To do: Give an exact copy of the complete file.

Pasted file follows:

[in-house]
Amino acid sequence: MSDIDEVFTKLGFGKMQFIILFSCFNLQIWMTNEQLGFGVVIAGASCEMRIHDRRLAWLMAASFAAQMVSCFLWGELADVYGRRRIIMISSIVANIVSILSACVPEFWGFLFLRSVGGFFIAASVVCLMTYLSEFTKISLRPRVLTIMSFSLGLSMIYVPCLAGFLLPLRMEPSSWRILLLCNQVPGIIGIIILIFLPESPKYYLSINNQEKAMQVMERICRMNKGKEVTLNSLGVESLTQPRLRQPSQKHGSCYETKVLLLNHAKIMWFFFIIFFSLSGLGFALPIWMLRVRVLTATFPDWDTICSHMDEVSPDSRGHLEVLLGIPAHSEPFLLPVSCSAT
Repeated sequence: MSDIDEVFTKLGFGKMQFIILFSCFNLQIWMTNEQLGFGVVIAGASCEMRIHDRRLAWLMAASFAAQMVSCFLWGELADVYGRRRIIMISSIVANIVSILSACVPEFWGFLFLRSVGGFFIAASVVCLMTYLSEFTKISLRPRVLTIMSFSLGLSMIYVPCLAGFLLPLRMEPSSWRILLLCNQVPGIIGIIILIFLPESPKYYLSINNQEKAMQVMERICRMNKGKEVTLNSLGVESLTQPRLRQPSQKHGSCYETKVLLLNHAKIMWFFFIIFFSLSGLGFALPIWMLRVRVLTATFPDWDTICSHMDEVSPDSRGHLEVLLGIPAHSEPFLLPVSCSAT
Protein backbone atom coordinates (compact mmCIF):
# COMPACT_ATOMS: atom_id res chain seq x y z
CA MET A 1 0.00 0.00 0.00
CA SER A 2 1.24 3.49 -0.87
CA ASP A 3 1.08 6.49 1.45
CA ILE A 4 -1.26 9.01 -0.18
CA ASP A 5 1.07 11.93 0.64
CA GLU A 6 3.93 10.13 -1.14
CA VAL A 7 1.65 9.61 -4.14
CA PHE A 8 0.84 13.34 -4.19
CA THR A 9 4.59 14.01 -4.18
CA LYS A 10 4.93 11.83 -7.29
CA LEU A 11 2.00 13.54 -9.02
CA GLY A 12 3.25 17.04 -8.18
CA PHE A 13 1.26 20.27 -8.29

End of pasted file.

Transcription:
[in-house]
Amino acid sequence: MSDIDEVFTKLGFGKMQFIILFSCFNLQIWMTNEQLGFGVVIAGASCEMRIHDRRLAWLMAASFAAQMVSCFLWGELADVYGRRRIIMISSIVANIVSILSACVPEFWGFLFLRSVGGFFIAASVVCLMTYLSEFTKISLRPRVLTIMSFSLGLSMIYVPCLAGFLLPLRMEPSSWRILLLCNQVPGIIGIIILIFLPESPKYYLSINNQEKAMQVMERICRMNKGKEVTLNSLGVESLTQPRLRQPSQKHGSCYETKVLLLNHAKIMWFFFIIFFSLSGLGFALPIWMLRVRVLTATFPDWDTICSHMDEVSPDSRGHLEVLLGIPAHSEPFLLPVSCSAT
Repeated sequence: MSDIDEVFTKLGFGKMQFIILFSCFNLQIWMTNEQLGFGVVIAGASCEMRIHDRRLAWLMAASFAAQMVSCFLWGELADVYGRRRIIMISSIVANIVSILSACVPEFWGFLFLRSVGGFFIAASVVCLMTYLSEFTKISLRPRVLTIMSFSLGLSMIYVPCLAGFLLPLRMEPSSWRILLLCNQVPGIIGIIILIFLPESPKYYLSINNQEKAMQVMERICRMNKGKEVTLNSLGVESLTQPRLRQPSQKHGSCYETKVLLLNHAKIMWFFFIIFFSLSGLGFALPIWMLRVRVLTATFPDWDTICSHMDEVSPDSRGHLEVLLGIPAHSEPFLLPVSCSAT
Protein backbone atom coordinates (compact mmCIF):
# COMPACT_ATOMS: atom_id res chain seq x y z
CA MET A 1 0.00 0.00 0.00
CA SER A 2 1.24 3.49 -0.87
CA ASP A 3 1.08 6.49 1.45
CA ILE A 4 -1.26 9.01 -0.18
CA ASP A 5 1.07 11.93 0.64
CA GLU A 6 3.93 10.13 -1.14
CA VAL A 7 1.65 9.61 -4.14
CA PHE A 8 0.84 13.34 -4.19
CA THR A 9 4.59 14.01 -4.18
CA LYS A 10 4.93 11.83 -7.29
CA LEU A 11 2.00 13.54 -9.02
CA GLY A 12 3.25 17.04 -8.18
CA PHE A 13 1.26 20.27 -8.29